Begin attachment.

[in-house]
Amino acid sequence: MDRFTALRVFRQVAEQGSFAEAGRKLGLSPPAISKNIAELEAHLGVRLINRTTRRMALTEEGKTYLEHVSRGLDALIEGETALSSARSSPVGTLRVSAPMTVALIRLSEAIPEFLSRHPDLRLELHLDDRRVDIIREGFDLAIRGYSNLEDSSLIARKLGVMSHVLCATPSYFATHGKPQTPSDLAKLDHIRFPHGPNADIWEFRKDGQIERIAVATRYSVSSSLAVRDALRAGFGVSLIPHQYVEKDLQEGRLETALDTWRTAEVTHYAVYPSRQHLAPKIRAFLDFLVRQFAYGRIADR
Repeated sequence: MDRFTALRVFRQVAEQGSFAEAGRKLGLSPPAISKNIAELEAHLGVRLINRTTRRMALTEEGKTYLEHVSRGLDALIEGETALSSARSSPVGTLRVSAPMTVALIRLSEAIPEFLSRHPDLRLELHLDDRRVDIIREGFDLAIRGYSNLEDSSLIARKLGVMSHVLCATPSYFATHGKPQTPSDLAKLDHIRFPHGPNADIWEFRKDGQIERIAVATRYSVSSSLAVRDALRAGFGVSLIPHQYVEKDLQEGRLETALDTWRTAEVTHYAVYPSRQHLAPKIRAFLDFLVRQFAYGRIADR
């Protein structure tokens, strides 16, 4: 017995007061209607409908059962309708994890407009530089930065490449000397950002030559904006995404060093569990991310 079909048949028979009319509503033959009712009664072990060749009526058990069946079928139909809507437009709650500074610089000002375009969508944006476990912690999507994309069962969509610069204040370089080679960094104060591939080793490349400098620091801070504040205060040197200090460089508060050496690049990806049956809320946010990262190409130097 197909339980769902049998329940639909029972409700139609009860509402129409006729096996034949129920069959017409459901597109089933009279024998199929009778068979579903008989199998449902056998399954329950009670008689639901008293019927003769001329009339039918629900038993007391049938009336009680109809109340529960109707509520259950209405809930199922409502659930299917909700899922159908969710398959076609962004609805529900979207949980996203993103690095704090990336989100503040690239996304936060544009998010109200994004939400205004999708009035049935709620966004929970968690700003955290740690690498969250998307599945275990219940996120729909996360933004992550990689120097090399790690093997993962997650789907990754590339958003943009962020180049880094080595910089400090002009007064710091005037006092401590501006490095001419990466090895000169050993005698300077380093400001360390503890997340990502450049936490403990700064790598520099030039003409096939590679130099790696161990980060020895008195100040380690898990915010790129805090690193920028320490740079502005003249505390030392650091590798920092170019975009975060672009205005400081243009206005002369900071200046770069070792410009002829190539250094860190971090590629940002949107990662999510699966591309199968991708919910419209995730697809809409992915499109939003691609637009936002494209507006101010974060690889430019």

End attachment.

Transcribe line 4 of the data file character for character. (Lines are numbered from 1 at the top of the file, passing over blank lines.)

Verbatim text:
């Protein structure tokens, strides 16, 4: 017995007061209607409908059962309708994890407009530089930065490449000397950002030559904006995404060093569990991310 079909048949028979009319509503033959009712009664072990060749009526058990069946079928139909809507437009709650500074610089000002375009969508944006476990912690999507994309069962969509610069204040370089080679960094104060591939080793490349400098620091801070504040205060040197200090460089508060050496690049990806049956809320946010990262190409130097 197909339980769902049998329940639909029972409700139609009860509402129409006729096996034949129920069959017409459901597109089933009279024998199929009778068979579903008989199998449902056998399954329950009670008689639901008293019927003769001329009339039918629900038993007391049938009336009680109809109340529960109707509520259950209405809930199922409502659930299917909700899922159908969710398959076609962004609805529900979207949980996203993103690095704090990336989100503040690239996304936060544009998010109200994004939400205004999708009035049935709620966004929970968690700003955290740690690498969250998307599945275990219940996120729909996360933004992550990689120097090399790690093997993962997650789907990754590339958003943009962020180049880094080595910089400090002009007064710091005037006092401590501006490095001419990466090895000169050993005698300077380093400001360390503890997340990502450049936490403990700064790598520099030039003409096939590679130099790696161990980060020895008195100040380690898990915010790129805090690193920028320490740079502005003249505390030392650091590798920092170019975009975060672009205005400081243009206005002369900071200046770069070792410009002829190539250094860190971090590629940002949107990662999510699966591309199968991708919910419209995730697809809409992915499109939003691609637009936002494209507006101010974060690889430019």